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A tidal disruption event coincident with a high-energy neutrino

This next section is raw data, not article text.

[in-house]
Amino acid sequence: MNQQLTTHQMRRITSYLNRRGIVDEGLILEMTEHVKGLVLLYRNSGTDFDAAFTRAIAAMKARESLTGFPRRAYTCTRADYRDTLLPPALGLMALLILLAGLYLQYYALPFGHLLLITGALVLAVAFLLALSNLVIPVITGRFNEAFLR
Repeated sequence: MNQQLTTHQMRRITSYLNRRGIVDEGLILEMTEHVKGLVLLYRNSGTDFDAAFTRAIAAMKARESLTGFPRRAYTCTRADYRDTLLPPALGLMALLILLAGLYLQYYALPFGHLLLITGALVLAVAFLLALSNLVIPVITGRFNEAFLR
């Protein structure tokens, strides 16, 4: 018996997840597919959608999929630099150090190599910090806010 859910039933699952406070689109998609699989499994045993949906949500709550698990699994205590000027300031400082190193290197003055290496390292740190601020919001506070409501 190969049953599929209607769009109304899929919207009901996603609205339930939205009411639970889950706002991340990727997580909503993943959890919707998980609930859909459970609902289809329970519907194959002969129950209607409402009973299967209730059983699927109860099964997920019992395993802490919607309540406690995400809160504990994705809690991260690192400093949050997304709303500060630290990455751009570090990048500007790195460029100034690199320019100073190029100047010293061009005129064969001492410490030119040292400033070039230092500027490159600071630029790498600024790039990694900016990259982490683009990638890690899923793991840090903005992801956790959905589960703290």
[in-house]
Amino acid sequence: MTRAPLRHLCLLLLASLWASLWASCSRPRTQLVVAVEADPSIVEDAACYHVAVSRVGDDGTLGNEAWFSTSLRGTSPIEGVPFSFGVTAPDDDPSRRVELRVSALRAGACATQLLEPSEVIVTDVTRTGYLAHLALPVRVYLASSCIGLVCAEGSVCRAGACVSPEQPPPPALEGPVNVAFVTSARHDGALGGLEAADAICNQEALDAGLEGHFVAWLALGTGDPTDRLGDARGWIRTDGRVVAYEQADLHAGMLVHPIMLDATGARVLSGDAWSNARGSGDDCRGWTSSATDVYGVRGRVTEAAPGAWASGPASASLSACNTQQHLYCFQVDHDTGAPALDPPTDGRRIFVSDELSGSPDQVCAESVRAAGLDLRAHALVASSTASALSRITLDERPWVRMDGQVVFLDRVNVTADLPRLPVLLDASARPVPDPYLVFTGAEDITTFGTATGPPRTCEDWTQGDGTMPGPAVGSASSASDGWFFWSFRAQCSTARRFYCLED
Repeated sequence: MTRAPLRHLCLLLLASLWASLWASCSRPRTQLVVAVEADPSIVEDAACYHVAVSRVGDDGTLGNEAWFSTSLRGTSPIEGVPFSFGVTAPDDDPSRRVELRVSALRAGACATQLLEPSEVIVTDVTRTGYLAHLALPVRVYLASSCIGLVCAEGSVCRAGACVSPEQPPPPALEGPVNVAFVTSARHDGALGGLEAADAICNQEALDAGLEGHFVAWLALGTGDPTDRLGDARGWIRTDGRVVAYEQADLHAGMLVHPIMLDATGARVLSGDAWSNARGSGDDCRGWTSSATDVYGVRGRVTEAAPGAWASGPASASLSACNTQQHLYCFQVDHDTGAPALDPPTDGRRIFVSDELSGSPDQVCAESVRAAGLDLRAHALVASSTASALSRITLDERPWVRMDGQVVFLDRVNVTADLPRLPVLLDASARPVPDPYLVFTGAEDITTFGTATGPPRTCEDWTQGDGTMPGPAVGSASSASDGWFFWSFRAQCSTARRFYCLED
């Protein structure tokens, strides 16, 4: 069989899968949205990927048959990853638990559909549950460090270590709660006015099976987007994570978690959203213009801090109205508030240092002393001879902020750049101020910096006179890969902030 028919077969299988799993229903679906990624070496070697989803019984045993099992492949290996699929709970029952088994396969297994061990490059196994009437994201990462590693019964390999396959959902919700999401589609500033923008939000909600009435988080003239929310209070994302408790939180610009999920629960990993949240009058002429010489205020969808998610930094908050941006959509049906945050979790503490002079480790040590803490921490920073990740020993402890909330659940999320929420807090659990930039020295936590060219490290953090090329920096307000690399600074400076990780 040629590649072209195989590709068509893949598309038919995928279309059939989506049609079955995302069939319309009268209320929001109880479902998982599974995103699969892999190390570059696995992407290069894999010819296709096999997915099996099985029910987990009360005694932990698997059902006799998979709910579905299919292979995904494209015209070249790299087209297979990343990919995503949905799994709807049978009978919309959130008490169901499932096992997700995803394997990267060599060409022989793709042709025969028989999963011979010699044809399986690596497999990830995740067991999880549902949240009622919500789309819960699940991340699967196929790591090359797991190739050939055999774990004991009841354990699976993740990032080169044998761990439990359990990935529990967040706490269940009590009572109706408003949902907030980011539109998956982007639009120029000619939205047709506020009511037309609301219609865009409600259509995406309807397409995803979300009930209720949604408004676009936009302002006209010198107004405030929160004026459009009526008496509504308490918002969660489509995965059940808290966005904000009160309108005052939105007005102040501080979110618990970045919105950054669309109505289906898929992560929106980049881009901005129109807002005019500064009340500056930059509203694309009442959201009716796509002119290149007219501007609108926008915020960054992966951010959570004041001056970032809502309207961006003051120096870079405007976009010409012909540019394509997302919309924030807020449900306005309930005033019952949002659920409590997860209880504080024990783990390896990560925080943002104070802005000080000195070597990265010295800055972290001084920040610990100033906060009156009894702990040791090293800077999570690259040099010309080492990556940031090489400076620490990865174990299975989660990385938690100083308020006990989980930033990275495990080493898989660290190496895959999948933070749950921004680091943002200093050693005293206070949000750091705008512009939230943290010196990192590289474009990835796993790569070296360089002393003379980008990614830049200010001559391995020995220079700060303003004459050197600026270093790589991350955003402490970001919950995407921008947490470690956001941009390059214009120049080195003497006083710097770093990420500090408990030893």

Abstract . Cosmic neutrinos provide a unique window into the otherwise hidden mechanism of particle acceleration in astrophysical objects. The IceCube Collaboration recently reported the likely association of one high-energy neutrino with a flare from the relativistic jet of an active galaxy pointed towards the Earth. However a combined analysis of many similar active galaxies revealed no excess from the broader population, leaving the vast majority of the cosmic neutrino flux unexplained. Here we present the likely association of a radio-emitting tidal disruption event, AT2019dsg, with a second high-energy neutrino. AT2019dsg was identified as part of our systematic search for optical counterparts to high-energy neutrinos with the Zwicky Transient Facility. The probability of finding any coincident radio-emitting tidal disruption event by chance is 0.5%, while the probability of finding one as bright in bolometric energy flux as AT2019dsg is 0.2%. Our electromagnetic observations can be explained through a multizone model, with radio analysis revealing a central engine, embedded in a UV photosphere, that powers an extended synchrotron-emitting outflow. This provides an ideal site for petaelectronvolt neutrino production. Assuming that the association is genuine, our observations suggest that tidal disruption events with mildly relativistic outflows contribute to the cosmic neutrino flux. You have full access to this article via your institution. Download PDF Download PDF Main . On 2019 October 1, the IceCube Neutrino Observatory 1 reported the detection of a ~0.2?PeV neutrino, IC191001A, with an estimated 59% probability of being of astrophysical origin solely on the basis of reconstructed energy 2 . Seven hours later, the direction of the incoming neutrino was observed by the Zwicky Transient Facility (ZTF) 3 as part of our neutrino follow-up programme. The data were processed by our multimessenger pipeline ( Methods ), which performs searches for extragalactic transients in spatial and temporal coincidence with high-energy neutrinos 4 , and the radio-emitting tidal disruption event (TDE) AT2019dsg was identified as a candidate neutrino source. TDEs are rare transients that occur when stars pass close to supermassive black holes. Studies have suggested that TDEs are sources of high-energy neutrinos and ultra-high-energy cosmic rays 5 , 6 , 7 ; this holds in particular for the subset of TDEs with relativistic particle jets 8 , 9 , 10 , 11 . Those TDEs with non-thermal emission are considered the most likely to be sources of high-energy neutrinos. AT2019dsg was thus quickly identified as a promising candidate neutrino source 12 . Given that there are typically ? 2 radio-emitting TDEs in the entire northern sky at any one time, we find that in the 80?sq.?deg. of sky observed during the eight neutrino follow-up campaigns by ZTF up to March 2020 the probability of finding a radio-detected TDE–neutrino association by chance is <0.5%. With the second-highest bolometric energy flux of all 17 TDEs detected by ZTF, the probability of finding a TDE at least as bright as AT2019dsg by chance is just 0.2%. These calculations are valid for any isotropic distribution, and therefore quantify the probability that the AT2019dsg–IC191001A association would arise from atmospheric backgrounds. Our programme targets four neutrino population hypotheses 13 , of which the greatest sensitivity is for TDEs ( Methods ). Thus, although not directly reflected in the calculation, the impact of multiple hypothesis tests on these estimates would be modest. While an atmospheric origin for the IC191001A–AT2019dsg association cannot be excluded, the improbability of chance temporal and spatial coincidence substantially reinforces the independent energy-based evidence of an astrophysical origin for IC191001A, and indicates that any atmospheric origin is unlikely. AT2019dsg was discovered 14 by ZTF on 2019 April 9, and was classified as a TDE on the basis of its optical spectrum 15 (see Extended Data Fig. 1 ). This spectrum showed a redshift of z ?=?0.051, implying a luminosity distance D L ?≈?230?Mpc assuming a flat cosmology with Ω Λ ?=?0.7 and H 0 ?=?70?km?s ?1 ?Mpc ?1 . The optical/UV continuum of AT2019dsg is well described by a single blackbody photosphere with a near-constant temperature 16 of 10 4.59±0.02 ?K and radius of 10 14.59±0.03 ?cm. The peak luminosity of 10 44.54±0.08 ?erg?s ?1 is in the top 10% of the 40 known optical TDEs to date 16 , and the temperature is in the top 5%. The late-time evolution is consistent with the rapid formation of an accretion disk 17 , 18 (Fig. 1 ), which would be expected on these relatively short timescales for disruptions around higher-mass supermassive black holes. Indeed the total mass of the host galaxy of AT2019dsg is in the top 10% of all optical TDE hosts. Assuming that 50% of the host mass is in the bulge, we estimate 19 a black hole mass of ~3?×?10 7 M ⊙ . Fig. 1: Multiwavelength lightcurve of AT2019dsg. a , The optical photometry in bands g and r from ZTF (in green and red, respectively), alongside UV observations in bands UVW2, UVM2, UVW1 and U from the Neil Gehrels Swift Observatory (Swift)-UVOT (Ultraviolet/Optical Telescope) (in pink, violet, navy and blue, respectively). The left axis shows νF ν , where F ν is the spectral flux density at frequency ν , while the right axis shows νL ν , where L ν is the luminosity at frequency ν . The late-time UV observations show an apparent plateau, which is not captured by a single-power-law decay. The dashed pink line illustrates a canonical t ?5/3 power law, while the dotted pink line illustrates an exponentially decaying lightcurve. Neither model describes the UV data well. b , The integrated X-ray energy flux, from observations with Swift-XRT (X-Ray Telescope) and XMM-Newton, in the energy range 0.3–10?keV. Arrows indicate 3 σ upper limits. The vertical dotted line illustrates the arrival of IC191001A. Error bars represent 1 σ intervals. Full size image AT2019dsg was also detected in X-rays, beginning 37?d after discovery (Fig 1 , see also Extended Data Fig. 2 ). Though the first X-ray observation indicated a bright source, with a high X-ray to optical ratio of L X / L opt ?≈?0.1, this X-ray flux faded extremely rapidly, as shown in Fig. 1 . This rate of decline is unprecedented, with at least a factor of 50 decrease in X-ray flux over a period of 159?d. Similarly to the optical/UV emission, the observed X-ray spectrum is consistent with thermal emission, but from a blackbody of temperature 10 5.9 ?K (0.072?±?0.005?keV) and, assuming emission from a circular disk, a radius of ~2?×?10 11 ?cm (see Extended Data Fig. 3 ). As for most X-ray-detected TDEs 20 , 21 , 22 , the blackbody radius appears to be much smaller than the Schwarzschild radius ( R S ?≈?10 13 ?cm) inferred from the galaxy scaling relation 19 . X-ray emission is generally expected to arise close to the Schwarzschild radius. Small emitting areas can arise from an edge-on orientation, because the relativistic velocities at the inner disk can Doppler boost a large area of the disk out of the X-ray band. Since our observations probe close to the Wien tail of the spectrum, a small temperature decrease due to absorption would also yield a substantially underestimated blackbody radius and luminosity 22 . The exponential decrease of the flux could be caused by cooling of the newly formed TDE accretion disk 18 or increasing X-ray obscuration. Radio observations shown in Fig. 2 reveal a third distinct spectral component, namely synchrotron emission from non-thermal electrons (see also Extended Data Figs. 4 and 5 ). We model this emission with a conical geometry as expected for outflows (for example jets or winds) that are launched from—and collimated by—the inner parts of flared accretion disks that emit close to the Eddington limit. Given that electrons are typically accelerated with much lower efficiency than protons in astrophysical accelerators 23 , we assume that they carry 10% of the energy carried by relativistic protons ( ? e ?=?0.1). We further assume that the magnetic fields carry 0.1% of the total energy ( ? B ?=?10 ?3 ), as indicated by radio observations of other TDEs 24 and supernovae 25 . We note that the opening angle for the outflow is largely unconstrained. For a half-opening angle, ? , of 30° we find R ?=?1.5?×?10 16 ?cm in our first epoch (41?d after discovery), increasing to R ?=?7?×?10 16 ?cm shortly after the neutrino detection (177?d after discovery). These radii scale 26 as R ∝ ?[1???cos( ? )] ?8/19 . The implied expansion velocity is roughly constant at \(v/c=\dot{R}/c=0.12\pm 0.01\) during the first three epochs, with a significant (>3 σ ) acceleration to v / c ?=?0.21?±?0.02 for the last epoch. These are the velocities of the synchrotron-emitting region, and thus provide a lower limit to the velocity at the base of the outflow. Indeed even the hotspots of relativistic jets from active galaxies that are frustrated by gas in their host galaxy are typically observed 27 to have subrelativistic expansion velocities of ~0.1? c . Fig. 2: Synchrotron analysis of AT2019dsg. a , Radio measurements from MeerKAT (1.3?GHz), the Karl G. Jansky Very Large Array (VLA; 2–12?GHz) and the Arcminute Microkelvin Imager (AMI; 15.5?GHz) at four epochs with times listed relative to the first optical detection. The coloured lines show samples from the posterior distribution of synchrotron spectra fitted to the measurements at each epoch, and the dashed lines trace the best-fit parameters for that epoch. The free parameters are the electron power-law index ( p ?=?2.9?±?0.1) and the host baseline flux density, plus the magnetic field and radius for each epoch. b , The energy at each epoch for a conical outflow geometry with an half-opening angle of 30°. The dotted line indicates a linear increase of energy. c , The corresponding radius for each epoch, with a dotted line illustrating a linear increase. Error bars represent 1 σ intervals. Full size image The inferred outflow energy, E , shows a linear increase from 2.5?×?10 49 ?erg to 2?×?10 50 ?erg (Fig. 2 ), which would not be expected from models of TDE radio emission that involve a single injection of energy 28 , 29 . The constant increase of energy implies a constant injection rate at the base of the outflow of approximately 2?×?10 43 ?erg?s ?1 . While some scenarios can yield an increase in inferred energy from a single energy injection, none of these are consistent with the full set of observed properties. First, a single ejection with a range of velocities could explain the observed linear increase of energy with time (the slower ejecta arrive later), but is incompatible with the increasing velocity. Second, an increase of the efficiency for conversion of Poynting luminosity to relativistic particles is unlikely because the target density that is available to establish this conversion is decreasing. Finally, an apparent increase of the inferred energy due to an increase of solid angle that emits to our line of sight is only expected for relativistic outflows that decelerate. Instead, for AT2019dsg, the observations suggest the presence of a central engine that yields continuous energy injection through a coupling of accretion power to the radio emission 30 , with acceleration in the final radio epoch due to a decrease in the slope of the ambient matter density profile. Neutrino emission from AT2019dsg . With this strong evidence for three distinct emission zones derived purely from multiwavelength observations, we consider whether this picture is consistent with AT2019dsg being the source of the neutrino IC191001A. In particular, neutrino production requires protons to be accelerated to sufficiently high energies, and to collide with a suitably abundant target. The detection of a single high-energy neutrino implies a mean expectation in the range 0.05?10?sq.?deg.). This astrophysical probability was not reported for high-energy starting events under the old IceCube alert selection, or for one recent alert, IC200107A, that was identified outside the standard alert criteria 38 . Each neutrino localization region can typically be covered by one or two ZTF observation fields. Multiple observations are scheduled for each field, with both g and r filters, and a separation of at least 15?min between images. These observations typically last for 300?s, with a typical limiting magnitude of 21.0 m . ToO observations are typically conducted on the first two nights following a neutrino alert, before swapping to serendipitous coverage as part of the public survey. Following observations, images are processed by IPAC 39 , and alert packets are generated for significant detections from difference images 40 . This alert stream of significant detections is then filtered by our follow-up pipeline built within the AMPEL framework 41 , a platform for realtime analysis of multimessenger astronomy data 42 . Our selection is based on an algorithm for identifying extragalactic transients 42 . We search ZTF data both preceding and following the arrival of the neutrino. To identify candidate counterparts to the neutrino, we apply the following cuts to ToO and survey data. We reject likely subtraction artefacts using machine learning classification and morphology cuts 43 . We reject moving objects through matches to known nearby solar system objects 39 . We further reject moving objects by requiring multiple detections for each candidate (that is, at the same location) separated temporally by at least 15?min. We remove stellar sources by rejecting detections cross-matched 44 to objects with measured parallax in Gaia Data Release 2 data 45 , defined as non-zero parallax with a significance of at least 3 σ . We further reject likely stars with machine learning classifications 46 , based on sources detected by Pan-STARRS1 47 , removing those objects with an estimated stellar probability greater than 80%. We identify likely active galactic nuclei (AGNs) by cross-matching to the Wide-field Infrared Survey Explorer survey and applying IR colour cuts 48 . We reject detections consistent with low-level AGN variability. We require that objects lie within the reported 90% error region to ensure spatial coincidence, and that they are detected at least once following the neutrino arrival time to ensure temporal coincidence. These cuts typically yield ~0.2 candidates per square degree of sky. Promising candidates are prioritized for spectroscopic classification, to confirm or rule out a possible association with a given neutrino. AT2019dsg (RA[J2000]?=?314.26°, dec.[J2000]?=?+14.20°) was spatially coincident with the 90% localization of the neutrino IC191001A 2 (RA?=?314.08 \({\,}_{-2.26}^{+6.56}\) °, dec.?=?+12.94 \({\,}_{-1.47}^{+1.50}\) °), at a distance of 1.27° from the best-fit position. It was also temporally coincident, being detected by ZTF in our ToO observations following the neutrino detection. There were additionally three candidate supernovae found in the error region of IC191001A, consistent with background expectations. AT2019dsg was the first TDE identified by our pipeline, and the first TDE to be reported in coincidence with any high-energy neutrino. Probability of chance coincidence . During the first 18 months of survey operations, ZTF identified 17 TDEs 16 , distributed over 28,000° of observed sky (the ZTF survey footprint, after removing sources with a Galactic latitude ∣ b ∣ ?